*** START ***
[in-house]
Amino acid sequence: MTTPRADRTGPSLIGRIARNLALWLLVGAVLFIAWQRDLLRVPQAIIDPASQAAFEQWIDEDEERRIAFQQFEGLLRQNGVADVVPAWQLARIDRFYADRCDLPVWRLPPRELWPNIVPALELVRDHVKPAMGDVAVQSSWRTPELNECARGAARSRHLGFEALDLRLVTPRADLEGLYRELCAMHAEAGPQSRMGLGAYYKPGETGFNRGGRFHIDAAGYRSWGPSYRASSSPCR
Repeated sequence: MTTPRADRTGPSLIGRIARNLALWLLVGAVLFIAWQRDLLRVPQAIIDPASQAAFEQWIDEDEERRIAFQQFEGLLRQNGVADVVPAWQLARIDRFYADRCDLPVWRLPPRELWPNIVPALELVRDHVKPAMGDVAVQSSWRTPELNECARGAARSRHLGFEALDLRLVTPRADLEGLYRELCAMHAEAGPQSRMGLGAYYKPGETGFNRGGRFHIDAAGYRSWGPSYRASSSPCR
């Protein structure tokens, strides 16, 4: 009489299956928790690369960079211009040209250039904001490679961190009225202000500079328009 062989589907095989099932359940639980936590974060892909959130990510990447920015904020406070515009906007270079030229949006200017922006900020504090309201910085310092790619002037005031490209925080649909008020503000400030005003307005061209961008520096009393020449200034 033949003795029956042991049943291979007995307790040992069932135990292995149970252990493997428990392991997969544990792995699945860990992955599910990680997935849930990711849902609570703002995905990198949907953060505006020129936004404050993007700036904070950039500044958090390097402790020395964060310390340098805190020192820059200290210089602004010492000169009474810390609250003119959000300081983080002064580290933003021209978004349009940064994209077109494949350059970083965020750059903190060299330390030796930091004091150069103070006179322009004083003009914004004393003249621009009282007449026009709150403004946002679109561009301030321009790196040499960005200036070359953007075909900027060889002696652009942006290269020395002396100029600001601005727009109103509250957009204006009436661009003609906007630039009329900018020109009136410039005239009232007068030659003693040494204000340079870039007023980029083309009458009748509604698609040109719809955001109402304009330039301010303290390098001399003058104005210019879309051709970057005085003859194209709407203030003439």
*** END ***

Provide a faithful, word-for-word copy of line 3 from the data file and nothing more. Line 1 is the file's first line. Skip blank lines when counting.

Repeated sequence: MTTPRADRTGPSLIGRIARNLALWLLVGAVLFIAWQRDLLRVPQAIIDPASQAAFEQWIDEDEERRIAFQQFEGLLRQNGVADVVPAWQLARIDRFYADRCDLPVWRLPPRELWPNIVPALELVRDHVKPAMGDVAVQSSWRTPELNECARGAARSRHLGFEALDLRLVTPRADLEGLYRELCAMHAEAGPQSRMGLGAYYKPGETGFNRGGRFHIDAAGYRSWGPSYRASSSPCR